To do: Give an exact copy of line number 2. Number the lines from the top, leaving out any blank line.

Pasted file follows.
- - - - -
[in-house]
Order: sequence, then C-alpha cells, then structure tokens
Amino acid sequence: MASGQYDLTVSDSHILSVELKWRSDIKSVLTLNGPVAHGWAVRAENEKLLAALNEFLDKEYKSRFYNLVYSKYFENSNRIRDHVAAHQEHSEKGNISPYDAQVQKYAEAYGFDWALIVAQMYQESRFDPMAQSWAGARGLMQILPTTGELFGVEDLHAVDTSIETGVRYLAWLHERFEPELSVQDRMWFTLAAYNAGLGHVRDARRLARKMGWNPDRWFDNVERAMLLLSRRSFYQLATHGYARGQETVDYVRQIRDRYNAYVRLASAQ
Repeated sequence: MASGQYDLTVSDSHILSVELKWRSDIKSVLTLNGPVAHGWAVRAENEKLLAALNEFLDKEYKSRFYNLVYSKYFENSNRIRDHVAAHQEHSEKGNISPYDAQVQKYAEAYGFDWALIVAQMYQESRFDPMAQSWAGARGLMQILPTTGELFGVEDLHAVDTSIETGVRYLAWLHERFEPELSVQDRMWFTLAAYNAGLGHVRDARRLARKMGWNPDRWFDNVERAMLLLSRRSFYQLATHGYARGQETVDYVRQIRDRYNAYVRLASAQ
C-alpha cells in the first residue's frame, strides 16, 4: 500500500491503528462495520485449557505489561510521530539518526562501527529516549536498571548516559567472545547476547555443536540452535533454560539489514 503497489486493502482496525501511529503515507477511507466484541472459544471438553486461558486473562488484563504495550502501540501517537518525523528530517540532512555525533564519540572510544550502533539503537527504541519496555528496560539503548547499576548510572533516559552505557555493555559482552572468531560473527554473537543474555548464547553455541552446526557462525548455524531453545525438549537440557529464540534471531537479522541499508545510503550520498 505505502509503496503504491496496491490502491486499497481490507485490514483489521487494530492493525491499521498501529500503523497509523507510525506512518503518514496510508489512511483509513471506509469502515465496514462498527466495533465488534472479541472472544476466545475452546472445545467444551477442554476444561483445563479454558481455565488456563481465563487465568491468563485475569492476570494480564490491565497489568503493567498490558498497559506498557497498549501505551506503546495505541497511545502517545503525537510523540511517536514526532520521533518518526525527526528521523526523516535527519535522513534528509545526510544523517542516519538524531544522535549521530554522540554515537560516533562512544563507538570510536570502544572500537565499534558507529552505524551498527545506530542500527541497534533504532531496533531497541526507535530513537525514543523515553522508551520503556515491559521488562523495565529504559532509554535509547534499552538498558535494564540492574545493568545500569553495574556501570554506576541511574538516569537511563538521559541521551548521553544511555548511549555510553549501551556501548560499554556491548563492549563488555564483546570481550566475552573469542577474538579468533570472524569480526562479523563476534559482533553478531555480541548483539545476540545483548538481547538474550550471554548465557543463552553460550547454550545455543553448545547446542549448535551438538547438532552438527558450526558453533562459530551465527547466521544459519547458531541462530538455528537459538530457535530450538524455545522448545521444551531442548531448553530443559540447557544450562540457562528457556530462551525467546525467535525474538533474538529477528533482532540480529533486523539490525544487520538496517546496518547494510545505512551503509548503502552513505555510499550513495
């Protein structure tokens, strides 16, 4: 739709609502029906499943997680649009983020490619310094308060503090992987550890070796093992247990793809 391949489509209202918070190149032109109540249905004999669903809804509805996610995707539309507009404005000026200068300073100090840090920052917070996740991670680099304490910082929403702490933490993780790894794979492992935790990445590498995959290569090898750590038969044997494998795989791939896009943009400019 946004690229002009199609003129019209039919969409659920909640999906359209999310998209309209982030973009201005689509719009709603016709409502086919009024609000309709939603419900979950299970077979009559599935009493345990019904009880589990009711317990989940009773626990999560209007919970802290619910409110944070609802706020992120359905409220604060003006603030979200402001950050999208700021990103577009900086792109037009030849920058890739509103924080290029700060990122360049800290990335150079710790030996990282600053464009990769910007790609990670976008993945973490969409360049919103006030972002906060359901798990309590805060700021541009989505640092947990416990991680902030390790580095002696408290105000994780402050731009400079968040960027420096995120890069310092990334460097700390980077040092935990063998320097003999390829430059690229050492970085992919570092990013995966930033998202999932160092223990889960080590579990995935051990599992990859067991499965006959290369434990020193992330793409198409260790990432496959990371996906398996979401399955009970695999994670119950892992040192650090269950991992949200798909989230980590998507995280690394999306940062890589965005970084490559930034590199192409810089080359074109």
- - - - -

Order: sequence, then C-alpha cells, then structure tokens